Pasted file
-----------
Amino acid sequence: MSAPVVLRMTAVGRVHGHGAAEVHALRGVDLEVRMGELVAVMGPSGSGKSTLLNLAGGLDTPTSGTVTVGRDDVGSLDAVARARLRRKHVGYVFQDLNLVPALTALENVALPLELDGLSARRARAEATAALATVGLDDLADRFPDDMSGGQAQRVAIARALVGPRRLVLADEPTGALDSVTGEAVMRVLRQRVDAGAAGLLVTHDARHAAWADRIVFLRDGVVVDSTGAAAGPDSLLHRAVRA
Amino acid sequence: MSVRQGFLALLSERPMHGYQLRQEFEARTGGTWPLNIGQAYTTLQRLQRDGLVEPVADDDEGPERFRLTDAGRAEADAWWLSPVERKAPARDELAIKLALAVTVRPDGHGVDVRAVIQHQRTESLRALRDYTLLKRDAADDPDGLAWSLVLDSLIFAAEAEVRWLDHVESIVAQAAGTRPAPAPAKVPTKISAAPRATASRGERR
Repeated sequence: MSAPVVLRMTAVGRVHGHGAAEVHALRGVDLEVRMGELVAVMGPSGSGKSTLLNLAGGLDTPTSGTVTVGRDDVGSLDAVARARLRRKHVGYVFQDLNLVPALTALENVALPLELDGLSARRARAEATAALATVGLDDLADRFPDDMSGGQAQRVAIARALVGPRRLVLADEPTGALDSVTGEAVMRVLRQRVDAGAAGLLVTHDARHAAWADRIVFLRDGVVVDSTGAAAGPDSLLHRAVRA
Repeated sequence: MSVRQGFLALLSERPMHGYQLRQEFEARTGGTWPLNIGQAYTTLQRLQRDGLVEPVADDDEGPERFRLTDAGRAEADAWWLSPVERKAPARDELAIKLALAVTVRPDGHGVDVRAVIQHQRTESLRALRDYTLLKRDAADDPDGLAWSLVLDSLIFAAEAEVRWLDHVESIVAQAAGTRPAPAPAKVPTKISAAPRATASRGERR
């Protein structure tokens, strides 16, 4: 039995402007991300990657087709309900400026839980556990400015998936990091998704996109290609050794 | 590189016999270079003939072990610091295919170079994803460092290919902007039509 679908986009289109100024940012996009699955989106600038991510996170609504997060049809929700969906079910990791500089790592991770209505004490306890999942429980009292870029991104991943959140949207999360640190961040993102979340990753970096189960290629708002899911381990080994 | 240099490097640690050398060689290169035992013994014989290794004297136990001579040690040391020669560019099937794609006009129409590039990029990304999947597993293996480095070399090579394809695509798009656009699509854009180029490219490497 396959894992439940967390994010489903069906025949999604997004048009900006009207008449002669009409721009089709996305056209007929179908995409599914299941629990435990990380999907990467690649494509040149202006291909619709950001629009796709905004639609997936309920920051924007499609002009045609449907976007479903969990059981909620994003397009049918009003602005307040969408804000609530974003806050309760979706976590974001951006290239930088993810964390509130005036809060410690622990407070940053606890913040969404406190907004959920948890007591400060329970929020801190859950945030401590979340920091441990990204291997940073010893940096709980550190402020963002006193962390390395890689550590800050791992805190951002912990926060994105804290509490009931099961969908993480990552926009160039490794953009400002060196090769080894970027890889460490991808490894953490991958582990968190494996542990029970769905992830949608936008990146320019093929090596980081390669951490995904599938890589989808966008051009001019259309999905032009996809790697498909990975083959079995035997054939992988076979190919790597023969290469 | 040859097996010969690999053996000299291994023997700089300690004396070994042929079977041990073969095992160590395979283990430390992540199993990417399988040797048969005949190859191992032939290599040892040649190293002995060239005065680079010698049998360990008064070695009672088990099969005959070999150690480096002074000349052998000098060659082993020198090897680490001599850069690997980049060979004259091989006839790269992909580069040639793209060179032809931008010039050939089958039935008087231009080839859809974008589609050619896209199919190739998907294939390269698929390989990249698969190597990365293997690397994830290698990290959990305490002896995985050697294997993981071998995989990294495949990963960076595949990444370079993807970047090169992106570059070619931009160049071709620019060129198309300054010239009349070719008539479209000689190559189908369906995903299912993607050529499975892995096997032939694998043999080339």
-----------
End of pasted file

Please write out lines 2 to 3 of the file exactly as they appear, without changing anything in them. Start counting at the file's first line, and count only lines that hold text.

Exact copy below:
Amino acid sequence: MSVRQGFLALLSERPMHGYQLRQEFEARTGGTWPLNIGQAYTTLQRLQRDGLVEPVADDDEGPERFRLTDAGRAEADAWWLSPVERKAPARDELAIKLALAVTVRPDGHGVDVRAVIQHQRTESLRALRDYTLLKRDAADDPDGLAWSLVLDSLIFAAEAEVRWLDHVESIVAQAAGTRPAPAPAKVPTKISAAPRATASRGERR
Repeated sequence: MSAPVVLRMTAVGRVHGHGAAEVHALRGVDLEVRMGELVAVMGPSGSGKSTLLNLAGGLDTPTSGTVTVGRDDVGSLDAVARARLRRKHVGYVFQDLNLVPALTALENVALPLELDGLSARRARAEATAALATVGLDDLADRFPDDMSGGQAQRVAIARALVGPRRLVLADEPTGALDSVTGEAVMRVLRQRVDAGAAGLLVTHDARHAAWADRIVFLRDGVVVDSTGAAAGPDSLLHRAVRA